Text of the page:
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Decided to move my dev blog over to my website, at Will try to keep writing a post here whenever I post over there, though!


In any event I think it'll be helpful for me to keep thinking through this stuff somewhere, and here is as good as most places! Talking to myself about what I've done and what I'm going to do usually makes me a better developer.

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So now we have a central source of data that we can check for validity (very quickly in ). Today's goal was a super-quick-and-dirty way to mirror the contents of the MongoDB server over to Solr (, more Go). It only checks version numbers and presence/absence, but it'll be good enough to keep the Solr server current.

And hey: in the intervening years since I last redid our schema, Solr now has decent nested-document support! Woohoo!

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Now, we've had real data integration problems in the project over the years. The "central data store" was XML files on my NAS. That's cool and all for long-term archiving (and it works for feeding stuff into ), but it *sucks* for long-term project maintenance.

The fix: baptize our instance as the "canonical" data store. I've got a JSON schema for our data ( + and a tool to verify Mongo against it (

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I'm going to try to pick up an idea that I had on here before about using my Mastodon account to replace my (very!) old Advogato account. (Anybody else remember ? Good times.) So here comes the first of many development posts about .

So first, for those of you who don't know me, I'm the head developer on the project formerly known as RLetters and evoText, now known as Sciveyor. It's a system for performing textual analysis on journal articles.

parler, hacked 

Looks like via a WordPress plugin exploit, literally all the data from Parler has been breached, including DMs, the photo of a driver's license you needed to verify your account, and even some deleted posts. They weren't taking out EXIF metadata, so also you've got loads of GPS-tagged photos.


I still feel like I'm settling into this community, but happy new year, all. As a colleague just put it: at this point, I'd be ecstatic for a normal year.

my new sporting event is just watching these two Teams bots fight over this student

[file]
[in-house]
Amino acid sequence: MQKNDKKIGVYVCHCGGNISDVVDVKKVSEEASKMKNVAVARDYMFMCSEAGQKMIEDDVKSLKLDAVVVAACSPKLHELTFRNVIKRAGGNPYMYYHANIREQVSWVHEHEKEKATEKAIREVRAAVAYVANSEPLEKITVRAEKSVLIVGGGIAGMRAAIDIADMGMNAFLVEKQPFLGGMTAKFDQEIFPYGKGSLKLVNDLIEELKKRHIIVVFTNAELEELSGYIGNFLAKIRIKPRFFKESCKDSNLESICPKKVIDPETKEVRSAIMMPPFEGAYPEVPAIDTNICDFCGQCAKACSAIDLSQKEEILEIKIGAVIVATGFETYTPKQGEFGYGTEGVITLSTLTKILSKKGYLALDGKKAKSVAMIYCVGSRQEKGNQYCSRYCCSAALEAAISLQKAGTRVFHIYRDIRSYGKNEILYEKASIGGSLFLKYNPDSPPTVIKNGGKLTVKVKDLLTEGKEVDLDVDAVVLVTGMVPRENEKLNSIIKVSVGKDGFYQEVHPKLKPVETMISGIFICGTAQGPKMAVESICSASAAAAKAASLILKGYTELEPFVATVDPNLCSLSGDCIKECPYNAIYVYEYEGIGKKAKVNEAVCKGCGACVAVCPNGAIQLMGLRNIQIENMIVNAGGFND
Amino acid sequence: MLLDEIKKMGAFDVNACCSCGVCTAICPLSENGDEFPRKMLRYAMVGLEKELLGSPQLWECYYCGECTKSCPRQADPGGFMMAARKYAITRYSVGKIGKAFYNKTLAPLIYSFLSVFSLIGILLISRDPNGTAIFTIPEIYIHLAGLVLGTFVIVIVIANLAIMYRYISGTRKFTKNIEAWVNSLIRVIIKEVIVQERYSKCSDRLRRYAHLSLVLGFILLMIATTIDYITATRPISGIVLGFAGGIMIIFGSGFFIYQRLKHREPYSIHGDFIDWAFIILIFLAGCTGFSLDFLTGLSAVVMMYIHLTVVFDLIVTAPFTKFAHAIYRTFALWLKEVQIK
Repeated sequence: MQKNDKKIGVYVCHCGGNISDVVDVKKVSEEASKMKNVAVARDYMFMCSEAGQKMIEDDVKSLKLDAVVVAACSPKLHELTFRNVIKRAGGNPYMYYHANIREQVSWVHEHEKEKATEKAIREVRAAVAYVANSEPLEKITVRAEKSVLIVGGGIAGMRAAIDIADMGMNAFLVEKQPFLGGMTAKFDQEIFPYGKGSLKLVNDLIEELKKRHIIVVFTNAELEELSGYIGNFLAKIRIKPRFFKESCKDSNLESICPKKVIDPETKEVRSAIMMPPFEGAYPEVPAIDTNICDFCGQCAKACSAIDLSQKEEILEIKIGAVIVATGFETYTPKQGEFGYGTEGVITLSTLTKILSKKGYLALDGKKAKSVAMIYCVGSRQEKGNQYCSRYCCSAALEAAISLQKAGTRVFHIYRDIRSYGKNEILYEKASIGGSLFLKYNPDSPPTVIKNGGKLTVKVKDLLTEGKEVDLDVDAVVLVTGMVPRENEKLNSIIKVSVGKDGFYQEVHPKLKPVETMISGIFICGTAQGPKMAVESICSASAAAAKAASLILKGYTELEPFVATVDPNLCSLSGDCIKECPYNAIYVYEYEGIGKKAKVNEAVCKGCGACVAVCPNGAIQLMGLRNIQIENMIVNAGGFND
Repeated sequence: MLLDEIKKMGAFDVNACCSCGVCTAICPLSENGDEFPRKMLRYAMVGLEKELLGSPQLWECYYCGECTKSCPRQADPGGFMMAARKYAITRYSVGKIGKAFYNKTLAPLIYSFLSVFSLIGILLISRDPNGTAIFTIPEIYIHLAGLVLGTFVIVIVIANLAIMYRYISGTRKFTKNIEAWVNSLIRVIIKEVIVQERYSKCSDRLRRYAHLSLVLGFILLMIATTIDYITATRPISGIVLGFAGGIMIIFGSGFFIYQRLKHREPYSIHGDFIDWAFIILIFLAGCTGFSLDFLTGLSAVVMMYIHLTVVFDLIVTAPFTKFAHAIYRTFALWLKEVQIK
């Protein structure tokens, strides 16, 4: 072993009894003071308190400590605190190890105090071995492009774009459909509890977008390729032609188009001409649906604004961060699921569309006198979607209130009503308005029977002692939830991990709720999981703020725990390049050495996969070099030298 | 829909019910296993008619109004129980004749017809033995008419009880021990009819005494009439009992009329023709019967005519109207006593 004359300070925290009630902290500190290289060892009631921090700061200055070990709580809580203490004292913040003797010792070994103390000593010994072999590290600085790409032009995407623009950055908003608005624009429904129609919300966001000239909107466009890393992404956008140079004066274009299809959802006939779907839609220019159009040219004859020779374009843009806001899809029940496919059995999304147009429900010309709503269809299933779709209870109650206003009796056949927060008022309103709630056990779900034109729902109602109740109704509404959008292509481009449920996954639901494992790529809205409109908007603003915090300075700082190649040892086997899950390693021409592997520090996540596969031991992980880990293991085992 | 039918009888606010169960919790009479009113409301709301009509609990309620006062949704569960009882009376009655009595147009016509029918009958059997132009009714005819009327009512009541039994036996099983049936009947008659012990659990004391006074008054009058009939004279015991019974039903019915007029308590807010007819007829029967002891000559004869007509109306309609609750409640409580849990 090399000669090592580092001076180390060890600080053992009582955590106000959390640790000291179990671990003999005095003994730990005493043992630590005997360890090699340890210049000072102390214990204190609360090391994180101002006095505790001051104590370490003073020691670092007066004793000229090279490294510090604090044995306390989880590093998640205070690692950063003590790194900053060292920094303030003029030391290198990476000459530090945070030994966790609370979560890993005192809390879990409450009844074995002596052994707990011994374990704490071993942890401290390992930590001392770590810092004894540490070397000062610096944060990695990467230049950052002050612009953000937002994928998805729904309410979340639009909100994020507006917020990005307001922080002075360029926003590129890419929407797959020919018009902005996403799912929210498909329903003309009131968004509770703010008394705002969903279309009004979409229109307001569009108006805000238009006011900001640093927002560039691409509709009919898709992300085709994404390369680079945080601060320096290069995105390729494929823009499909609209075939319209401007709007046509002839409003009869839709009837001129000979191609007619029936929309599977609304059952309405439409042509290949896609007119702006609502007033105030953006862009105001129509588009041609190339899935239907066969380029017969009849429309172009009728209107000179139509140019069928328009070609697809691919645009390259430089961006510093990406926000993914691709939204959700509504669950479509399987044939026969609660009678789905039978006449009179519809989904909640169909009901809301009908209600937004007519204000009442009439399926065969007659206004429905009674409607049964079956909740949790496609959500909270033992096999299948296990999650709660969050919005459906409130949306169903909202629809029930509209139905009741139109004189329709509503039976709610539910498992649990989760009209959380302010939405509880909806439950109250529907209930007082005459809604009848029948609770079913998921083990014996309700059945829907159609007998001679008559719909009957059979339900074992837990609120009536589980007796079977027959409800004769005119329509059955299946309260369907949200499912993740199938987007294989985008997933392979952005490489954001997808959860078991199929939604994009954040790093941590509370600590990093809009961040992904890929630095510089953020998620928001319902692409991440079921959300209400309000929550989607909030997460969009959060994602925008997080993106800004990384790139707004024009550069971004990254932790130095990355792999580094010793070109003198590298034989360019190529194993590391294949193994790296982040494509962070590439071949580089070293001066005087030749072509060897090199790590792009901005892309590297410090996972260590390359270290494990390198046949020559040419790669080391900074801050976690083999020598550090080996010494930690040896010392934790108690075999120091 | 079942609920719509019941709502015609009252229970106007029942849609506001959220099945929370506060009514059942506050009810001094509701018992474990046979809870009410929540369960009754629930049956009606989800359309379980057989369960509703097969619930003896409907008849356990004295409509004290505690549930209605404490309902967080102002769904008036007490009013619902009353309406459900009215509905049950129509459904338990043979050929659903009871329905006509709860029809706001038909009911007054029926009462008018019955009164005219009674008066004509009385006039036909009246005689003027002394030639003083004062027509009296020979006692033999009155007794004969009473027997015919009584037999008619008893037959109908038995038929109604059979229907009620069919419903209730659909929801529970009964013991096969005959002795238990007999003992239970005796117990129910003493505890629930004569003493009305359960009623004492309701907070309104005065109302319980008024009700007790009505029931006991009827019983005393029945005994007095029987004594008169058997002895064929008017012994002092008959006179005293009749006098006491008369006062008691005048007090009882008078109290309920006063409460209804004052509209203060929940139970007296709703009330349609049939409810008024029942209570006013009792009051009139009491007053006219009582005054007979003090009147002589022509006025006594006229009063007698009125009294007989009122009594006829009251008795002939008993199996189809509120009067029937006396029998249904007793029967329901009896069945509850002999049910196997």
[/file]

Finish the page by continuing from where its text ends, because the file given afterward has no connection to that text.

Not that I have any content left there, but quality work by 2020 to come in late with the Gmail + Google Drive + Youtube outage.

You can even wind up with a pretty decent looking output if you invest some time into the Beamer customization:

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I finally finished updating the latest version of my lecture notes scripts, which build nice PDFs of slides and notes from a single, combined, easy-to-write Markdown file.

Does that sound like something you'd like? Check it out on @codeberg, all you need is Pandoc, and you can customize it to your heart's content:

Belated birthday present from BJPS – project that took a year's work with two of my lab members finally coming out soon.

Will post a summary here when it's actually online, but short version: What kinds of philosophy-of-science inferences can be justified on the basis of text analysis of scientific journals?

No, but really, though, the only project to create a CLI version of Notational Velocity was written in Python and is now defunct. I'm about 2/3 done with a new one on a day's work, and pretty stoked about it...

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me: I should look at the way I handle notes again, I've been having trouble with information retrieval

*six hours later*

me: so I've written an app for searching and filtering notes by content and tags but I'm waiting on a pull request to get merged in the CLI toolkit for Ruby—

*oh god why am i like this*

(aside related to last post: in searching for info about Matrix I misspelled it and discovered that Matrox still exists and makes graphics equipment?!?! I haven't heard that name since like 1998)

Okay, so Salesforce is probably buying Slack. I know at the very least I should try out Mattermost, that's the main OSS alternative. Anything else worth looking at? My lab mostly uses the chat and file sharing features; is there an open Discord alternative that might fit the bill?

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Scholar Social is a microblogging platform for researchers, grad students, librarians, archivists, undergrads, academically inclined high schoolers, educators of all levels, journal editors, research assistants, professors, administrators—anyone involved in academia who is willing to engage with others respectfully.